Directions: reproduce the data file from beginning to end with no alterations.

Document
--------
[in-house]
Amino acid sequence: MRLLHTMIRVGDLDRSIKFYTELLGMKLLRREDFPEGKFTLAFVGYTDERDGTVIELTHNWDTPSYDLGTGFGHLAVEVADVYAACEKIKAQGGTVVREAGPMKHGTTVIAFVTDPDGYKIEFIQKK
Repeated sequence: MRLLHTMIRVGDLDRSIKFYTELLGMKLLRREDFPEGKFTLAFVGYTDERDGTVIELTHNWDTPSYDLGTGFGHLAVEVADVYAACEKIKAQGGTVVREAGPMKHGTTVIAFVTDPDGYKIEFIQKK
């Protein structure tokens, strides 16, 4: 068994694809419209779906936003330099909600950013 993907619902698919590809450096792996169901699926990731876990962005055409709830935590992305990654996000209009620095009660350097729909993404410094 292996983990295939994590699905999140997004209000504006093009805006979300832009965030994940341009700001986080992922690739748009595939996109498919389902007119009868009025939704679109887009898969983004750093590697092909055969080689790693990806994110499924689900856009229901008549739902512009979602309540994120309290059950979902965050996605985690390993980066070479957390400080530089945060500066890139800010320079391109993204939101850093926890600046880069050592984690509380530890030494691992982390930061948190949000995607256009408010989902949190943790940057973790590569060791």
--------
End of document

[in-house]
Amino acid sequence: MRLLHTMIRVGDLDRSIKFYTELLGMKLLRREDFPEGKFTLAFVGYTDERDGTVIELTHNWDTPSYDLGTGFGHLAVEVADVYAACEKIKAQGGTVVREAGPMKHGTTVIAFVTDPDGYKIEFIQKK
Repeated sequence: MRLLHTMIRVGDLDRSIKFYTELLGMKLLRREDFPEGKFTLAFVGYTDERDGTVIELTHNWDTPSYDLGTGFGHLAVEVADVYAACEKIKAQGGTVVREAGPMKHGTTVIAFVTDPDGYKIEFIQKK
């Protein structure tokens, strides 16, 4: 068994694809419209779906936003330099909600950013 993907619902698919590809450096792996169901699926990731876990962005055409709830935590992305990654996000209009620095009660350097729909993404410094 292996983990295939994590699905999140997004209000504006093009805006979300832009965030994940341009700001986080992922690739748009595939996109498919389902007119009868009025939704679109887009898969983004750093590697092909055969080689790693990806994110499924689900856009229901008549739902512009979602309540994120309290059950979902965050996605985690390993980066070479957390400080530089945060500066890139800010320079391109993204939101850093926890600046880069050592984690509380530890030494691992982390930061948190949000995607256009408010989902949190943790940057973790590569060791």